As an ordinary minister of Holy Communion, I am edified every Sunday by the Catholics who approach with arms folded to receive a blessing in lieu of Holy Communion. I am in awe of the humility they demonstrate and, especially, the tender love they show for our Eucharistic Lord and the eucharistic assembly by their adherence to sacramental discipline. What is good enough for ordinary Catholics is good enough for political elites of any party: do not profane the Eucharist (imperiling your soul) by receiving Communion in a state of objective grave sin. And for the political elites there is the further grave moral obligation not to scandalize the ordinary faithful by stridently opposing Church teaching while pretending, by their reception of Communion, that they are “devout” Catholics. 

The Church in this country faces the unprecedented spectacle of a professed Catholic president (and other high ranking government officials) insisting on (1) publicly and obstinately defying the Church’s fundamental moral teachings, thus objectively creating grave scandal (a fact that Bishop McElroy does not dispute), while simultaneously flouting the Church’s sacramental discipline. It is this behavior that is partisan: grasping for partisan advantage by pro-abortion policy commitments while posturing as faithful, observant Catholics. They seek to insulate themselves from the reality of the evil they promote by cloaking themselves in claims of sincere Catholicism. It is these politicians who, for partisan reasons, “weaponize” the Eucharist against Church teaching and against ordinary Catholics.

Bishop McElroy raises an issue of timely importance: racism, truly an objectively grave moral evil. Indeed, the sin of racism should be among the offenses against life for which Catholic politicians ought to be admonished. But the history of the Church’s actions in dealing with racist politicians does not support the bishop’s insistence that pro-abortion politicians not be publicly admonished. As reported by The New York Times, when, in 1962, New Orleans Archbishop Joseph Rummel ordered the integration of all Catholic schools, he was opposed by prominent Catholics, including the president of a local county council. He publicly excommunicated them after they rejected his private admonition. In my Archdiocese of St. Louis, Joseph Cardinal Ritter also threatened excommunication for Catholic opponents to his desegregation of Catholic schools. Would Bishop McElroy support such sanctions against racist politicians? I would. Why not also for pro-abortion politicians?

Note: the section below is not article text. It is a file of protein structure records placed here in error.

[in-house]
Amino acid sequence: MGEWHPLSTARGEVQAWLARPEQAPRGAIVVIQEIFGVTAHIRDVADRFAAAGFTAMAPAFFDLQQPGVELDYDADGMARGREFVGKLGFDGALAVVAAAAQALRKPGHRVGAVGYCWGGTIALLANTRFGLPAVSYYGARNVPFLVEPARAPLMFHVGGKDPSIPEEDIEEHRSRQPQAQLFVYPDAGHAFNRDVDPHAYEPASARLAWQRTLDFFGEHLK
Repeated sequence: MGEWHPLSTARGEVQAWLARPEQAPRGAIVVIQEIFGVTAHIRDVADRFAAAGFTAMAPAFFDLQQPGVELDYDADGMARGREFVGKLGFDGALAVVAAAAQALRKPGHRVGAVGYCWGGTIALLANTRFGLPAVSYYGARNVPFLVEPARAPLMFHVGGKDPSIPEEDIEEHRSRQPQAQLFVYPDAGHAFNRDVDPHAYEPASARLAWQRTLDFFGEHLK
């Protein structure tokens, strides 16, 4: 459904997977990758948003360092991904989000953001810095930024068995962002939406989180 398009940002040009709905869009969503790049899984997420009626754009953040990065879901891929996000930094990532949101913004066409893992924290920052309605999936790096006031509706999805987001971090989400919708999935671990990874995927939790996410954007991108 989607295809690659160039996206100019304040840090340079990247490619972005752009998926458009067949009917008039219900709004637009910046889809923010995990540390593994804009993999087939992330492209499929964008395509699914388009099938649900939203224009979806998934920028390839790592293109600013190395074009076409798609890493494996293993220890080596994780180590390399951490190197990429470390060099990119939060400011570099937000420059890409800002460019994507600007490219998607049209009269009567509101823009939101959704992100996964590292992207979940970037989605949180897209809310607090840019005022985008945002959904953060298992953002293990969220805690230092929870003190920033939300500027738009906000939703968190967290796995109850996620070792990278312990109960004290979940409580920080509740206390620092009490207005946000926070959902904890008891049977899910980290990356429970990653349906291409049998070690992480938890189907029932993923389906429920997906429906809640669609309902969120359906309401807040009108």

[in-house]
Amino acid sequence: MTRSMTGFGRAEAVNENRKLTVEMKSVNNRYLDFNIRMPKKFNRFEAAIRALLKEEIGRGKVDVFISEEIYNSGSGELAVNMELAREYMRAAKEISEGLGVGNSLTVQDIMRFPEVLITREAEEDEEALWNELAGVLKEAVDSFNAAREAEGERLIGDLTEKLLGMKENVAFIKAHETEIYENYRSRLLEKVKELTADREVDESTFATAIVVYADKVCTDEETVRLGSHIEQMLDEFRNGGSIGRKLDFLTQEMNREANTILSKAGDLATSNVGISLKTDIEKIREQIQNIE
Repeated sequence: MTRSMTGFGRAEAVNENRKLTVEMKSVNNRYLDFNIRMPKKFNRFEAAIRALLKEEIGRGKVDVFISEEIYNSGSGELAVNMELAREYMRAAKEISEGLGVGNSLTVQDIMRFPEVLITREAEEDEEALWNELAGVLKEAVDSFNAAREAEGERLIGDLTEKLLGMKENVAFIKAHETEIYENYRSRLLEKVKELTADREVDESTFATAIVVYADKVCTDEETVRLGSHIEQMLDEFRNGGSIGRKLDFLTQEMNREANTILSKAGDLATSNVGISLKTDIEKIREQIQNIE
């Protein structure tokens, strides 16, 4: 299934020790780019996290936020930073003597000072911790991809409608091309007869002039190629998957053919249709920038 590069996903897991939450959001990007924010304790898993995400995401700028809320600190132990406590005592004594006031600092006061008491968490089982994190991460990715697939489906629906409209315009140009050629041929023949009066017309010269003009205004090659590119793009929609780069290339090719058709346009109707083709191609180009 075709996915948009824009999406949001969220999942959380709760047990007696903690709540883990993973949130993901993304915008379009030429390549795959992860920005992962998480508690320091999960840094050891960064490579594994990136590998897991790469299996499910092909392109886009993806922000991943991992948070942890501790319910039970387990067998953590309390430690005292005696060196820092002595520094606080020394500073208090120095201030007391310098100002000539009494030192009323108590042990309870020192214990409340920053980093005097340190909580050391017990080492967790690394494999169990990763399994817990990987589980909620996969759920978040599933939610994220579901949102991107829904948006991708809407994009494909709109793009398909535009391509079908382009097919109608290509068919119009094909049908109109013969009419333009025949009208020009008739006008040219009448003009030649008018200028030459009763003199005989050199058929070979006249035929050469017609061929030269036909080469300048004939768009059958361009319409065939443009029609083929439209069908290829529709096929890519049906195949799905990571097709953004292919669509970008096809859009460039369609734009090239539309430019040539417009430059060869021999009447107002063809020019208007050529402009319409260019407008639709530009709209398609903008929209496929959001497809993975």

In the cases of Archbishop Rummel and Cardinal Ritter, the legal framework of segregation and the open defiance of the Church’s discipline were readily identifiable. This is also true with respect to support for abortion, euthanasia, etc., where court decisions, legislation, rules, executive orders, and policy initiatives enable identification of dissident Catholic politicians. The difficulty in implementing such discipline with respect to “racist” Catholic public figures today lies in identifying who is advocating legal and policy initiatives that are genuinely racist.  

Bishop McElroy illustrates this dilemma by referring to the cases of George Floyd, Breonna Taylor, and Trayvon Martin. In each of these examples there was an outcry about racism, but none of these people died because of a law or government policy that was explicitly racist. No politician of any religious persuasion advocated racism in those cases. The claim of “racism” by media and political partisans involved the novel claim of “systemic racism,” a concept that by definition is not identifiable in laws or policies. The political ramifications of addressing this kind of “racism” are clearly partisan, as we observe one political party posing as the champion of “anti-racism” while condemning members of the other political party as “racist” because they are not sufficiently “anti-racist.” For bishops, the application of Eucharistic discipline to Catholic politicians accused of such “racism” would be genuinely fraught with partisan implications.  

Bishop McElroy fears that the relatively mild sanction of public admonition not to present oneself for Communion would result in perceptions of “partisanship” and a “weaponizing of the Eucharist.” Such P.R. consequences, however, are nothing compared to the grave dangers to souls from scandal and the undermining of Catholic moral teaching that will result if the bishops fail to strongly admonish pro-abortion Catholic politicians, especially President Biden.  

[Photo Credit: Diocese of San Diego]


  • Deacon Michael Quinlan

    Deacon Michael Quinlan, of the Archdiocese of St. Louis, holds a bachelors in philosophy and a law degree from the University of Notre Dame and a master of laws degree from Washington University in St. Louis. He practices law in St. Louis with his own firm. He and wife Janet have been married 37 years and have seven adult children and 15 grandchildren.